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This article was first written for ACEVO Consulting and published in December 2011. I hope that readers who are not themselves Third Sector leaders will also find it helpful. See also Three dimensions of the facilitator role – a focused conversation with video.
ACEVO Consulting aims to broker professional services to help third sector leaders save time and money, reduce risk, make informed business decisions and get the best results for their organisations. Facilitation is among the services offered, however facilitation is a term that is widely and loosely applied. This article aims to clarify what is meant by facilitation as a professional service, when and how it can best help third sector leaders realise the above benefits, and what to look for in seeking professional facilitation support.
What is facilitation?
The word facilitation is derived from the Latin ‘facile’ which, simply translated, means ‘to make easy’. A facilitator is therefore someone who makes something easy for others. So how is facilitation different from other professional services that might also make something easier, such as consultancy, training or mediation? And how is facilitation different from other group leadership roles, such as chairing? Clarity of definition can help to manage expectations on the sides of the client, the group and the facilitator, and so achieve better outcomes.
A classic if lengthy definition is that of Roger Schwarz:
“Group facilitation is a process in which a person, whose selection is acceptable to all members of the group, is substantively neutral, and has no decision-making authority, diagnoses and intervenes to help a group improve how it identifies and solves problems and makes decisions, to increase the group’s effectiveness.” – Roger Schwarz
This definition addresses three critical dimensions – the role or stance of the facilitator, what he or she does to make things easy; and to what purpose.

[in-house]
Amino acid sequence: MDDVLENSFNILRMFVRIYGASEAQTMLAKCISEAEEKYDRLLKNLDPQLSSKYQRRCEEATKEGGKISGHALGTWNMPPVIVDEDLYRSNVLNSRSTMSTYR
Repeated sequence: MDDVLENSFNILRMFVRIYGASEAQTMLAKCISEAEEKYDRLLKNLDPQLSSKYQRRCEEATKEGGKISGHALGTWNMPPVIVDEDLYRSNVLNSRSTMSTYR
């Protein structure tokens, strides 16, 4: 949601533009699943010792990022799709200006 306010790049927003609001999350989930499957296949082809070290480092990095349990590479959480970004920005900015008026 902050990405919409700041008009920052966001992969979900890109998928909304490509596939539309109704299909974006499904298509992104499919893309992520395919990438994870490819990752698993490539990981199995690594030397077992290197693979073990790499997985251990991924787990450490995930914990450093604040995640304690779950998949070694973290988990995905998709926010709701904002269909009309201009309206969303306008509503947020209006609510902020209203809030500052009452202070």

Firstly, the facilitator is neutral to the content and task of the group. That is not to say that the facilitator cannot or should not have any content expertise or any stake in the outcome of the task, but that the group must be able to have confidence that the facilitator will not allow these to influence the group’s work and decisions. In contrast, the consultant provides expert advice and the trainer imparts knowledge or skills, both contributing content expertise. The chair is generally a member of the group and so has a stake in the outcome, indeed often a particular responsibility for it.
Secondly, what the facilitator does is to diagnose and intervene in how the group works. In other words, he or she contributes process rather than content expertise. The facilitator is not neutral to process, but indeed is granted responsibility for the group’s process, by the group. A leader cannot impose a facilitator on a group without its consent.
Finally, the purpose is to increase the group’s effectiveness – to achieve a better outcome than otherwise, but not any particular outcome. The outcome remains the responsibility of the group, thus helping to ensure the group’s ownership and commitment to it.
The facilitator will assume a diversity of perspectives, positions and needs within any group, and will help the group to relate and respond creatively to conflict, as appropriate to the task at hand. When the primary task of a group is to resolve conflict, then it may be that the particular conflict resolution expertise of a mediator is what is required.
Of course, in many cases multiple skills sets may be needed to help a group achieve a particular goal. Then a team, or a multi-skilled provider, may be required. Nevertheless, the client will be wise to be clear which role is required for which part of the process at which time.
Commonly facilitators are engaged to design and lead one-off workshops, events and meetings of various kinds. However, facilitation adds great value to broader and longer term processes of organisational change, development and capacity building as well. These may involve multiple events or other interventions spread over time and geography, and often online as well as face to face participation.
When and how can facilitation help?
Most third sector leaders will not need convincing of the imperative to engage effectively with staff, service users and other stakeholders, to partner and collaborate with others, and to innovate to achieve more with less in the context of falling incomes and rising demand for services. Most leaders and their organisations will already be using facilitation to some extent to improve group effectiveness, with varying degrees of expertise, confidence and success. However, many may not realise that there is a body of professional knowledge and expertise available for them to draw on, or just what value that professional facilitation expertise can add.
Expert facilitation can be particularly helpful where issues are complex or contentious, where perspectives and interests are many and diverse, and where a high degree of creativity, consensus and collaboration are required.